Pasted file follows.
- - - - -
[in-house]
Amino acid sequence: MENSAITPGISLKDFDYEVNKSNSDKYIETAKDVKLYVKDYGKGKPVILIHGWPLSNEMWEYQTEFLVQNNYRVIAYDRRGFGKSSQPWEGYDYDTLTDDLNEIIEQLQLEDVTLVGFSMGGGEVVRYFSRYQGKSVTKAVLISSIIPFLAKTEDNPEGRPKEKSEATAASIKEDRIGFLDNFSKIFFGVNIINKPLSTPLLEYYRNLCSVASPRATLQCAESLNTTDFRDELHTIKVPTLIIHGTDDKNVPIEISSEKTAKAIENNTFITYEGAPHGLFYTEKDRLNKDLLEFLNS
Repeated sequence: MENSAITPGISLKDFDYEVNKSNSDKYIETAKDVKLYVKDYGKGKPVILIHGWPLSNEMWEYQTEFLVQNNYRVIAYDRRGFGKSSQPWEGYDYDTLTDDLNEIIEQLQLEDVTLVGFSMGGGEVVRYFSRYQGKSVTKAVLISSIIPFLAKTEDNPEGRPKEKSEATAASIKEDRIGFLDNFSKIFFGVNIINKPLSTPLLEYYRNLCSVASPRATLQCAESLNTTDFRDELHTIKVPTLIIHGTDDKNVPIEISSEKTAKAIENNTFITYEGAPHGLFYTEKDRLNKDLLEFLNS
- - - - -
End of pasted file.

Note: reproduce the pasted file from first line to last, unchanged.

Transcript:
[in-house]
Amino acid sequence: MENSAITPGISLKDFDYEVNKSNSDKYIETAKDVKLYVKDYGKGKPVILIHGWPLSNEMWEYQTEFLVQNNYRVIAYDRRGFGKSSQPWEGYDYDTLTDDLNEIIEQLQLEDVTLVGFSMGGGEVVRYFSRYQGKSVTKAVLISSIIPFLAKTEDNPEGRPKEKSEATAASIKEDRIGFLDNFSKIFFGVNIINKPLSTPLLEYYRNLCSVASPRATLQCAESLNTTDFRDELHTIKVPTLIIHGTDDKNVPIEISSEKTAKAIENNTFITYEGAPHGLFYTEKDRLNKDLLEFLNS
Repeated sequence: MENSAITPGISLKDFDYEVNKSNSDKYIETAKDVKLYVKDYGKGKPVILIHGWPLSNEMWEYQTEFLVQNNYRVIAYDRRGFGKSSQPWEGYDYDTLTDDLNEIIEQLQLEDVTLVGFSMGGGEVVRYFSRYQGKSVTKAVLISSIIPFLAKTEDNPEGRPKEKSEATAASIKEDRIGFLDNFSKIFFGVNIINKPLSTPLLEYYRNLCSVASPRATLQCAESLNTTDFRDELHTIKVPTLIIHGTDDKNVPIEISSEKTAKAIENNTFITYEGAPHGLFYTEKDRLNKDLLEFLNS